Parsley with a Purpose

The leafy green herb is more than just a garnish for the blue-plate special at your local diner.

Food historian William Woys Weaver once called a favorite variety of parsley "a delicate ingredient in the cookery of a bygone age when piquant green sauces reigned supreme on the tables of medieval kings, and when parsley was first among all other green vegetables."

Long before the herb was savored by kings, it was feared: Plutarch tells the story of a Greek army in the fourth century B.C. that halted at the sight of a mule train loaded with parsley. The herb was used to adorn tombs; the soldiers saw it as a bad omen. Their leader wove a parsley garland to wear into battle to reassure his troops.

I've never worn a garland of parsley, but I have put it to just about every possible use in the garden. It started as the cornerstone of a small annual herb garden that also included basil, cilantro, and dill. But because parsley is a biennial and sometimes lasts three years in mild climates like mine (if it is deadheaded early), it soon made its way to the perennial herb border, where it holds its own against the rosemary and oregano.

Before long, I got lazy about deadheading and the plants started to bloom. The wide, flat umbels of tiny white flowers worked so well in flower arrangements that I started sneaking parsley into the cutting garden. Now it volunteers all over the garden, and I'm always glad when it comes up.

Latin name: Petroselinum crispum

Description: Biennial, to 15 inches; flower stalks to 3 to 4 feet.

Germination: Slow--three to six weeks. Soak seeds overnight before planting.

Transplanting: Starts from the nursery are best. Transplant while young; mature plants dislike being moved.

Culture: Average, well-drained soil; sun or part shade.

Hardiness: Hardy to USDA Plant Hardiness Zone 4; tolerates light frost. Bolts quickly in hot, dry weather.

Harvest: Cut stems down to the base of the plant to encourage more growth.

Storage: Put cut stems in a glass of water, cover them with a plastic bag, and keep them in the refrigerator, where they will stay fresh for three or four days.

Preparation: You can buy a gadget called a parsley shredder that minces leaves quickly, but a sharp knife works just as well. Hold a bundle of parsley in one hand and "shave" the leaves off with a knife, then chop.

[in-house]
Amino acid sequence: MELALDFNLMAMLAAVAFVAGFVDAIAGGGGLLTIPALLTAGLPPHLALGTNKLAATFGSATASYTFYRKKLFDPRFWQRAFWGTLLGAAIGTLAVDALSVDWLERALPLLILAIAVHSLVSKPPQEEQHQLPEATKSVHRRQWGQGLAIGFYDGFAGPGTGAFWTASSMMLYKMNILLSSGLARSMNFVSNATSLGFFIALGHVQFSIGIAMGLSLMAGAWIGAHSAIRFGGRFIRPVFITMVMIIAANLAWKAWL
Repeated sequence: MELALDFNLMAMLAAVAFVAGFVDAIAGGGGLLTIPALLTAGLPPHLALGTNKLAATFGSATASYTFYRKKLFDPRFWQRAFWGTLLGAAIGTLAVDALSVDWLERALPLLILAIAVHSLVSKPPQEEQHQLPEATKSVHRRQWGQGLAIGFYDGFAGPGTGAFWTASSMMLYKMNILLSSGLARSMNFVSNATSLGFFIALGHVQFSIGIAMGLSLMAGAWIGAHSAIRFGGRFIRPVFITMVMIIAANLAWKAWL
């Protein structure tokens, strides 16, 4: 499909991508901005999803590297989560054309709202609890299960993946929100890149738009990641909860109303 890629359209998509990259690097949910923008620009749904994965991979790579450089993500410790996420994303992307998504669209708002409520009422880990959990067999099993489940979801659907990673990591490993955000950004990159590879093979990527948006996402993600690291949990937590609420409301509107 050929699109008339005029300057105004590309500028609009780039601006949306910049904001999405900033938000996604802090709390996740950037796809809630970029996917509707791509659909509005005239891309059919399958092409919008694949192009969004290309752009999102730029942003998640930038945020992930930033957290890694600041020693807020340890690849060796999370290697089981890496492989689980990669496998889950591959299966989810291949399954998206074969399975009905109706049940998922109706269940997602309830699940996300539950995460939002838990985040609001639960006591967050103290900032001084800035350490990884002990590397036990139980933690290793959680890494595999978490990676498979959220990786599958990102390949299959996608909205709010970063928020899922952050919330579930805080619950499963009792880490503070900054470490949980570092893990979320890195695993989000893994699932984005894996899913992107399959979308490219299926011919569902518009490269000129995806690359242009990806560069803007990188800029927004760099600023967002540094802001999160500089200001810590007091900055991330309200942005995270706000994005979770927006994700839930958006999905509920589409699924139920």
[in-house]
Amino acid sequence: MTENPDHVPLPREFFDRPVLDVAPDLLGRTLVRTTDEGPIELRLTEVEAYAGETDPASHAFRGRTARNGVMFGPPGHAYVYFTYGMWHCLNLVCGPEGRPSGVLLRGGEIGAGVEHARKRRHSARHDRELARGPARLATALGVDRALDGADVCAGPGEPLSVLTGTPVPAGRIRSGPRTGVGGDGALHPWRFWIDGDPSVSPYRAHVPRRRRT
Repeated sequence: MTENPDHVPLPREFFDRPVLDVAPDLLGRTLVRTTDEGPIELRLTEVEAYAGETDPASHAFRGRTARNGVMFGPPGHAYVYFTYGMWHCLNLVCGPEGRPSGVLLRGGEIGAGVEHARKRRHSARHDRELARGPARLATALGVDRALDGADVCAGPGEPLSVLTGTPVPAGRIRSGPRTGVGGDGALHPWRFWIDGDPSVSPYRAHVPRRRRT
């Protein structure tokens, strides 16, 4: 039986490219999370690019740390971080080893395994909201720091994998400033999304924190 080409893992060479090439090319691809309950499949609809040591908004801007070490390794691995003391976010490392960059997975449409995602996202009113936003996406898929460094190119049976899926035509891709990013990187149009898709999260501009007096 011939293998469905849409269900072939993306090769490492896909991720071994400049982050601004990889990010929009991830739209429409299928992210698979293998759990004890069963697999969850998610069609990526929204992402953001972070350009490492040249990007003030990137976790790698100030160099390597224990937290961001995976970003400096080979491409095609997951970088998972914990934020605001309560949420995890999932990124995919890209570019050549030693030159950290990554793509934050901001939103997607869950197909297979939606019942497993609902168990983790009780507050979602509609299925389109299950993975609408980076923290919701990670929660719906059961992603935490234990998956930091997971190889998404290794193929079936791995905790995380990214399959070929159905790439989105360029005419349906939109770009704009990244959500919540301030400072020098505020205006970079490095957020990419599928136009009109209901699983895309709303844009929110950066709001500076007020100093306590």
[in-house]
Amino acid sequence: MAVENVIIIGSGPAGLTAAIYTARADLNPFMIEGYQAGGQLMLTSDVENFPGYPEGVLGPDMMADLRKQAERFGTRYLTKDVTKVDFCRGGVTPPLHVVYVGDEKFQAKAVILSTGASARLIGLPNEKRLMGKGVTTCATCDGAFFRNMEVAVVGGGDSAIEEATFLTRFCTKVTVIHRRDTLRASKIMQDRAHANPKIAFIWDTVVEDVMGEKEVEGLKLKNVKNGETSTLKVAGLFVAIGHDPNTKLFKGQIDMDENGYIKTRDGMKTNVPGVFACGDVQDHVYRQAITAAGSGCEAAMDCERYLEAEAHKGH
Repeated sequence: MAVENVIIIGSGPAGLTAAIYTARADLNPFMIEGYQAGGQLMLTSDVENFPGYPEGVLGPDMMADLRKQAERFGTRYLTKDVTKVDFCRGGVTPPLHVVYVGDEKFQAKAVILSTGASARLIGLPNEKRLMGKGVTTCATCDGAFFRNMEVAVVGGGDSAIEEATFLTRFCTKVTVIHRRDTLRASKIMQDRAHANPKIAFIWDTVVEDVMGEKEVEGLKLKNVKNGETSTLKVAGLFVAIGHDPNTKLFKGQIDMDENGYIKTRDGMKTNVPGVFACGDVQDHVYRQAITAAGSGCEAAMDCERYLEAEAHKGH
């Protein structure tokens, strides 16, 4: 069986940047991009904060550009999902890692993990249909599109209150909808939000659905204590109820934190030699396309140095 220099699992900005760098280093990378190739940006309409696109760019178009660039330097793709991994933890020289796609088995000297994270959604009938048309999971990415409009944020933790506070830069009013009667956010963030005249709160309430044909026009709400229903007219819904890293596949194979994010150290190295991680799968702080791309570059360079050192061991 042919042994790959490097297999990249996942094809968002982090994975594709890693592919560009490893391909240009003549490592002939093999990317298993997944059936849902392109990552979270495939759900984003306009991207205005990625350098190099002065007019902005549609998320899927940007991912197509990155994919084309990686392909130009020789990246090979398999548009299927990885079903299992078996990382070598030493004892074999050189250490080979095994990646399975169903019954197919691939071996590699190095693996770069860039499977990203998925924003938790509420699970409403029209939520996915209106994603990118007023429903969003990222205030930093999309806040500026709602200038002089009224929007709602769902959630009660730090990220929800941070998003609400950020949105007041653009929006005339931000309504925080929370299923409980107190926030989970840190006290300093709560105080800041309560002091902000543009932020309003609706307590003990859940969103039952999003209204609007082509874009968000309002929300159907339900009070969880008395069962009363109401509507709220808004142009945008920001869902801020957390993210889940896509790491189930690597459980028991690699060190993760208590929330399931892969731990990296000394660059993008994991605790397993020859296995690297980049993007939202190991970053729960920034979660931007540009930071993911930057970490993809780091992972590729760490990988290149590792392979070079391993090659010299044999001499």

Nutritional value: Parsley is rich in betacarotene, calcium, iron, and vitamin C. It is used to freshen breath and settle an upset stomach.

Chop it finely and mash it into butter with a fork. Serve herbed butter with bread or melt it into pasta, casseroles, or scrambled eggs.

• Tie mature, sturdy stalks of parsley, thyme, and bay laurel with twine to make a bouquet garni. Add the bundle to a pot of soup and pull it out before serving.
Parsley Worth Growing
'Moss Curled'

Curly parsley like this works well as an edging for vegetable beds.(*) SOURCES: 2, 3

A curly variety that is more frost-tolerant. SOURCE: 1

Flat-leaved varieties such as this one have longer stems and wide leaves that are easy to chop. SOURCE: 1
'Forest Green'

A compact flat-leaved variety with finely lobed leaves and a little curl. Ornamental and delicious. SOURCE: 2

A flat-leaved variety with deeply cut, dark leaves and great flavor. SOURCES: 2, 3
'Hamburg Rooted'

(Petroselinum crispum var. tuberosum) Grown for its narrow, parsniplike roots, which add a bright, fresh taste to winter stews and casseroles. 90 days to maturity. SOURCE: 3

It infuriates me to hear warnings about a parsley worm that can infest plants. It is not a worm at all but the caterpillar of a black swallowtail butterfly. If you see a black-and-green-striped caterpillar with yellow dots eating your parsley, promise me that you won't pick it off, disturb it, or even send negative thoughts in its direction.

A swallowtail butterfly is a glorious creature, and surely it needs your parsley more than you do. Parsley's tiny white flowers are also attractive to a variety of beneficial insects, so be sure to let a few plants bloom each year.

1. The Cook's Garden PO Box 535, Londonderry, VT 05148; 800457-9703;
2. Seeds of Change PO Box 15700, Santa Fe, NM 87506; 888-762-7333;
3. Victory Seeds PO Box 192, Molalla, OR 97038; 503-8293126;

PHOTO (COLOR): 'Italian'

PHOTO (COLOR): 'Moss Curled'

PHOTO (COLOR): 'Hamburg Rooted'


By Amy Stewart

Share this with your friends